ArtLex Art Dictionary



EEdo period or Edo era - A period in Japanese art history from 1615 to 1868. Edo is the original name for Tokyo. The period began when the warlord Tokugawa Ieyasu took control of Japan, established his shogunate capital and started shaping the country to his will. He shut the door to the outside world and kept his daimyo underlords on a tight leash, requiring them to reside in Edo every other year, where he held their wives and children as hostages. The rigid structure of Edo society was based on imported neo-Confucian values, with the military elite and salt-of-the-earth farmers at the top and middleman merchants below. A code of nit-picking sumptuary laws dictated who could own and wear what. Among the upper classes, competitive extravagance was as much a social responsibility as a privilege, and it produced an extraordinary art.

Japanese art of this period includes painted screens, samurai swords, ceramics, theater costume, Buddhist sculptures, woodcuts, and much more.

The Edo period was preceded by the Momoyama period (1490-1573).

The late Edo period was an urban moment; Tokyo in the 18th century was the largest city in the world. Class barriers were fluid; money was new, loose, plentiful. Downtime became a preoccupation, leisure an industry.

Modern Japan — the nation of megacities and entrepreneurial acumen, of a brash popular culture and tenaciously held traditions — was basically an Edo creation.



Examples of Japanese art during the Edo period:



see thumbnail to rightAnonymous Town Painter (Japanese, active early 17th century), Willows by the Uji Bridge -- first and second, pair of six-panel folding screens; ink, color, and gold on paper, Worcester Art Museum, MA.



see thumbnail to leftAttributed to Kano Sansetsu (Japanese, 1589/90-1651), The Old Plum, Edo period (1615-1868), c. 1645, four sliding door panels (fusuma), ink, color, and gold leaf on paper, height 68 3/4 inches (174.6 cm), width of one panel 45 11/16 inches (116 cm), width of all four panels 15 feet 11 1/8 inches (485.3 cm), Metropolitan Museum of Art, NY.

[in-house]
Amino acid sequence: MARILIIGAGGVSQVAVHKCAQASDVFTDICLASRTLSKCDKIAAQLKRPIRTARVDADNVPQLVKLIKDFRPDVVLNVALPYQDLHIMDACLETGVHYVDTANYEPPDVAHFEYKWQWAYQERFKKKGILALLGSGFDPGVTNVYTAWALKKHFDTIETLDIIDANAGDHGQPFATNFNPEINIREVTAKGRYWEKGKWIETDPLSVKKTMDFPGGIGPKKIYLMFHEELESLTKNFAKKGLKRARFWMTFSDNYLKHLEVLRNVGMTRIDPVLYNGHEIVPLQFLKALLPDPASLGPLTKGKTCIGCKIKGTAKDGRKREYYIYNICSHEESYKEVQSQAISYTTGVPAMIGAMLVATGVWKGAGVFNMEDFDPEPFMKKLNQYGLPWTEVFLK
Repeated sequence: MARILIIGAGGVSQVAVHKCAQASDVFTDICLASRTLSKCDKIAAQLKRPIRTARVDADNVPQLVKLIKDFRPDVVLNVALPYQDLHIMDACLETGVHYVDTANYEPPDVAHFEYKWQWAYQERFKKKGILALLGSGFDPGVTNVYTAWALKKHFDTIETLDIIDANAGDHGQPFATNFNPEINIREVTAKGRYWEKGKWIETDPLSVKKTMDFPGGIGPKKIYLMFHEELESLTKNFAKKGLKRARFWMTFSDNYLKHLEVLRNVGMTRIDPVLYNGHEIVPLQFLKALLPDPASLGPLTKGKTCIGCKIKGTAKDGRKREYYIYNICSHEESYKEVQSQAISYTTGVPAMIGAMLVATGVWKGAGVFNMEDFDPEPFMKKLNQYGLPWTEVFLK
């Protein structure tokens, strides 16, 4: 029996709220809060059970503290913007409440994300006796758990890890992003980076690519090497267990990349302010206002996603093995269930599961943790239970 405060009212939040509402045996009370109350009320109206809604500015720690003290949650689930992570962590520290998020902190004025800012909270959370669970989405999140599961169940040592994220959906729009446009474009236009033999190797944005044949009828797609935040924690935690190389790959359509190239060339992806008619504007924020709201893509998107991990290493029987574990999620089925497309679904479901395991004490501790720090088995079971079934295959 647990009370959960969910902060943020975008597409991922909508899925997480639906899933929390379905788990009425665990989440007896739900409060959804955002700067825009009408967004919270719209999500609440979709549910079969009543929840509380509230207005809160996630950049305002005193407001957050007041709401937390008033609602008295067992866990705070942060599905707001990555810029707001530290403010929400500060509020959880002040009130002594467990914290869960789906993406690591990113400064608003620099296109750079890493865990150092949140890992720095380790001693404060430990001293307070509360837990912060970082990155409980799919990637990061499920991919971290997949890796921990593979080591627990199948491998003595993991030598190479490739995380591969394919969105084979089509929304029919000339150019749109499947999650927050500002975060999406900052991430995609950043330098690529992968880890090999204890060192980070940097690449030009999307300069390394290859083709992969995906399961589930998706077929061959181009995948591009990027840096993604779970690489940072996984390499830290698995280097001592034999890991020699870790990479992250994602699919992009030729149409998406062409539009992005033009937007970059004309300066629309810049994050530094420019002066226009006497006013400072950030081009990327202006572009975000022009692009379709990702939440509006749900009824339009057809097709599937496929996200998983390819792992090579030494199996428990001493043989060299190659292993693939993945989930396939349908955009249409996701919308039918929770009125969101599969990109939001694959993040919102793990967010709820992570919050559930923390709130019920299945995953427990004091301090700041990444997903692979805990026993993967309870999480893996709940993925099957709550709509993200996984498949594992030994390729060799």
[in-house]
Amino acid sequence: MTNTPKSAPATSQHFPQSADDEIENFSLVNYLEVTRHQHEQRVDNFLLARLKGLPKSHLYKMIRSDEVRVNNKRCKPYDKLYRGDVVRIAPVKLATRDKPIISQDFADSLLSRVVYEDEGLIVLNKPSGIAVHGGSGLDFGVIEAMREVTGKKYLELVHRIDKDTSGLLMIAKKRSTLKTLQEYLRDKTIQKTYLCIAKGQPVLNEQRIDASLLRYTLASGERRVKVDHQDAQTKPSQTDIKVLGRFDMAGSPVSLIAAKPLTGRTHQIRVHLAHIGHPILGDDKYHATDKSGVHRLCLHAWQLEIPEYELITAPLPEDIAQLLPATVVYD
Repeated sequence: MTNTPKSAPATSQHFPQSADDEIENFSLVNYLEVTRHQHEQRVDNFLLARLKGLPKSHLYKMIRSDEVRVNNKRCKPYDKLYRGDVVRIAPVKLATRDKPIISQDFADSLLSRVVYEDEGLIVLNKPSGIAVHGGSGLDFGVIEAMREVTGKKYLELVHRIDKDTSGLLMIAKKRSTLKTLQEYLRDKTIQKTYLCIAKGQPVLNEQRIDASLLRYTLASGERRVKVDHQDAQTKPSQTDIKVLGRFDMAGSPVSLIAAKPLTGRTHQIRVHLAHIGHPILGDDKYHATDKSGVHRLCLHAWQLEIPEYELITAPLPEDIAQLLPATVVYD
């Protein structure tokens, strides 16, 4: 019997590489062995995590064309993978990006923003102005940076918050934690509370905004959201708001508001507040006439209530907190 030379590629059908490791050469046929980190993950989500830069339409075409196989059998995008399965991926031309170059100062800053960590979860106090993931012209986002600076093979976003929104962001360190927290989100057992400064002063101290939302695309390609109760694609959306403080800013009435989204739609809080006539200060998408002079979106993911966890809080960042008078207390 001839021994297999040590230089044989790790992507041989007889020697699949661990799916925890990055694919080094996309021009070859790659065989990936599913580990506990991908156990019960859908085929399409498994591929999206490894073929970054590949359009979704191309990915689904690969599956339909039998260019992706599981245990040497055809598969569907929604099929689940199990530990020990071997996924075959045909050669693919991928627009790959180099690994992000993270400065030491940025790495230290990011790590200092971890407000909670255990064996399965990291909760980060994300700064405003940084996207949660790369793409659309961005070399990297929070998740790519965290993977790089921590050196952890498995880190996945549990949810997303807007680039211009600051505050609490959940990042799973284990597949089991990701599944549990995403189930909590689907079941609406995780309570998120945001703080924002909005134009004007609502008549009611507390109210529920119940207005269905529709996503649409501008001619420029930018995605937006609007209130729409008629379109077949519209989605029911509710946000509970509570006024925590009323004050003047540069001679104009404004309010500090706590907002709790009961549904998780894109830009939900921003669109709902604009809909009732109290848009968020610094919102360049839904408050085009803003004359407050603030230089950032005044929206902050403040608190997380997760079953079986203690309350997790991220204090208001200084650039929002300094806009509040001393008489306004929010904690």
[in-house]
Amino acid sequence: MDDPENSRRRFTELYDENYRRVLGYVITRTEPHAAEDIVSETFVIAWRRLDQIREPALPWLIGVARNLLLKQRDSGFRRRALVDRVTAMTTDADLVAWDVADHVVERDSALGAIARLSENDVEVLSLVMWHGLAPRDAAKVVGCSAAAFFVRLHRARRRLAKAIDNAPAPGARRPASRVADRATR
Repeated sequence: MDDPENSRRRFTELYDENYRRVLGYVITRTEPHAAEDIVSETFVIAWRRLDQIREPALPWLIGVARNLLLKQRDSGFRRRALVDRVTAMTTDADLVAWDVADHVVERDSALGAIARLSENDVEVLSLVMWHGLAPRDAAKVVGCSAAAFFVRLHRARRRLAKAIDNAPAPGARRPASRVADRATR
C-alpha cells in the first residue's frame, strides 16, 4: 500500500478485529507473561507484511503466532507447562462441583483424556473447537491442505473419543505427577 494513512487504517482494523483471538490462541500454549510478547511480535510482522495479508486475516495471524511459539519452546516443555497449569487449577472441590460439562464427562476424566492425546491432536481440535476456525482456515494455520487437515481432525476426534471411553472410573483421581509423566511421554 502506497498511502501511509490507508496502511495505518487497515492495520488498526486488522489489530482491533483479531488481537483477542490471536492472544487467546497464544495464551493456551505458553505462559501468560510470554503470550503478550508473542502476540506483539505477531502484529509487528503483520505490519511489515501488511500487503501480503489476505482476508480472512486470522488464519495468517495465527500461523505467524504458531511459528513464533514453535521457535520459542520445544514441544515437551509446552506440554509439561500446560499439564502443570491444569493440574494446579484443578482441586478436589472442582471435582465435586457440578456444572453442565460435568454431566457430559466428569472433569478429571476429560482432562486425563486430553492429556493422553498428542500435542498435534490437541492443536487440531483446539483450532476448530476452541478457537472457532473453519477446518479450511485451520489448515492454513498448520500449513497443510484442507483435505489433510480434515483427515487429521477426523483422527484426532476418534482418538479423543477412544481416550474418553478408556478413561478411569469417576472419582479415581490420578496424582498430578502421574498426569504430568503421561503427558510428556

see thumbnail to rightOgata Korin (Japanese, 1658-1716), Eight-Planked Bridge (Yatsuhashi), Edo period (1615-1868), 18th century, pair of six-panel folding screens, ink, color, and gold leaf on paper, Each 70 1/2 x 12 feet 2 1/4 inches (179.1 x 371.5 cm), Metropolitan Museum of Art, NY.




see thumbnail to leftMyochin Muneakira (Japanese, 1673-1745), Mask, 1745, Edo period, lacquered iron, height 9 1/2 inches (24.1 cm), Metropolitan Museum of Art, NY. This mask was made as armor to protect a soldier's head. See arms & armor.



Watanabe Shiko (Japanese, Edo period, 1683-1755), Irises [detail], Cleveland Museum of Art.



see thumbnail to rightKaigetsudo Doshin (Japanese, active 1700-16), Courtesan, Edo period, hanging scroll; ink and opaque color on paper; signature: Nippon giga Kaigetsu; matsuyo Doshin zu (a pleasure picture in Japanese style by Doshin, a last leaf of Kaigetsu); seal: Ando, Worcester Art Museum, MA. See ukiyo-e.



see thumbnail to leftJapan, Noh robe (Nuihaku), Edo period (1615-1868), second half of the 18th century, silk embroidery and gold leaf on satin, height 61 1/4 inches (155.6 cm), width at sleeves 21 1/8 inches (53.7 cm), Metropolitan Museum of Art, NY. See costume.


see thumbnail to rightNagasawa Rosetsu (Japanese, 1754-99), Bamboo, 1790s, six-panel folding screen; ink on paper; no signature; seals: (upper) Nagasawa, (lower) Gyo, Worcester Art Museum, MA. See bamboo and nature.



see thumbnail to leftKatsushika Hokusai (Japanese, 1760-1849), The Great Wave Off Kanagawa, from "Thirty-six Views of Mount Fuji", Edo period, 1823-29, color woodcut, 10 x 15 inches, Metropolitan Museum of Art, NY.




see thumbnail to rightIshiguro Masayoshi (Japanese, 1772-after 1851), Sword Guard (Tsuba), 19th century, Edo period, shakudo, gold, shibuichi, copper, Metropolitan Museum of Art, NY. See arms and armor.




see thumbnail to leftAndo Hiroshige (Japanese, 1797-1858), Great Bridge: Sudden Rain at Atake, Edo period, 1857, color woodcut. Rain is pelting pedestrians on the bridge at Ohashi in the city of Edo (modern-day Tokyo).





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